"Dying Light 2 proves itself to be an experience to keep an eye on, steeped in the idea of choice and the strength of consequences."
The concepts of duality and choice have themselves become keystones of RPG design, baked into the DNA of the genre. In a surprising reveal during the E3 2018 Microsoft Briefing, Dying Light 2 seeks to bring these concepts to life within a world gone to ruin, giving the player the ultimate keys to changing a game world, its inhabitants, and tone in a promised multitude of ways. We were given the opportunity to view a hands-off gameplay demo, showcasing a single quest from the game and a single choice that players can make to dramatically change the game world.
Dying Light 2 sets itself in what Techland refers to as the "Modern Dark Age," in an enormous open-world city cradled within Europe, fifteen years after a zombie apocalypse has hit the entire planet. As the main character traversed (in first-person viewpoint) through the city streets via stylish parkour, ruin presented itself as a key aesthetic theme. Cars lay rusted in the streets, corpses were strewn in piles, and brick-laden architecture remained tilting and ruined by previous conflicts. The environment was steeped in monochromes and shades of dull brown, suiting a world that has entirely moved on from a time of peace.
Mentioning parkour highlights four design principles that Techland seeks to refine and bring to the forefront with Dying Light 2 and in the rest of the preview: parkour, deep and refined melee combat, day and night cycle duality and, most important to our coverage, a narrative sandbox for players to craft their own stories through narrative choices.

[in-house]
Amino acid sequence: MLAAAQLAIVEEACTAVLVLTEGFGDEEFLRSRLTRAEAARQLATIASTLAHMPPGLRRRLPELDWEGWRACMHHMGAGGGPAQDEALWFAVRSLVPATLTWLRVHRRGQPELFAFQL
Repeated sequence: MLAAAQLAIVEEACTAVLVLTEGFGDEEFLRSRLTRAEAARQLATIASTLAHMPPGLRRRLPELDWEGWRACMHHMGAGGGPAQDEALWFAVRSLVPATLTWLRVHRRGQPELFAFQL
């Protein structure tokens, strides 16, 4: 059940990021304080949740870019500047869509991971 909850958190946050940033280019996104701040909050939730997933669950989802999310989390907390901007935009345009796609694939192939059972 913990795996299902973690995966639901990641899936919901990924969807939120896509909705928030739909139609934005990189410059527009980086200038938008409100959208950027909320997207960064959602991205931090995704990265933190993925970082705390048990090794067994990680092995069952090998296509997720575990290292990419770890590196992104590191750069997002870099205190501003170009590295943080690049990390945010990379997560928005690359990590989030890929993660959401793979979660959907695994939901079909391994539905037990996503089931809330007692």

Parkour around the streets of the city looks satisfying. The main character utilizes context sensitive movements that depend on speed, environmental handholds, and threats to your well-being, such as a zombie horde tearing after you or bandits spotting you from near or far. An environmental puzzle set within the ruined corpse of a water tower relied heavily on specific movement for players to utilise, and if those movements were chosen poorly, the protagonist would suffer the consequences: a heavy fall to the earth.
Melee combat in the demo proceeded in brutal, satisfying fashion. The protagonist found himself in a couple of notable tussles against the aforementioned bandits. Like the original game, Dying Light 2's combat system relies on a stamina gauge and precise strikes/blocks against a smart and adaptive A.I in either human or infected enemies. We also saw brutal finishers against various enemies, including a mace made out of a parking signpost buried in the head of a bandit and the protagonist using a kick mechanic to knock an enemy out of a window down to a speedy doom.
Techland confirmed that weapons have the mechanical modifiers and crafting options that were present within the first title, allowing players to create an inventory of makeshift murder-tools that are tailored to their unique play-style. (Personally, as a fan of the first game, I'm partial to a perpetually flaming claymore, and I'm hoping it's awaiting me somewhere in the streets.) We also noticed a tier system within various weapon names scattered throughout the streets, suggesting a hierarchy of weapon power and adding perhaps another layer to combat and customisation within Dying Light 2.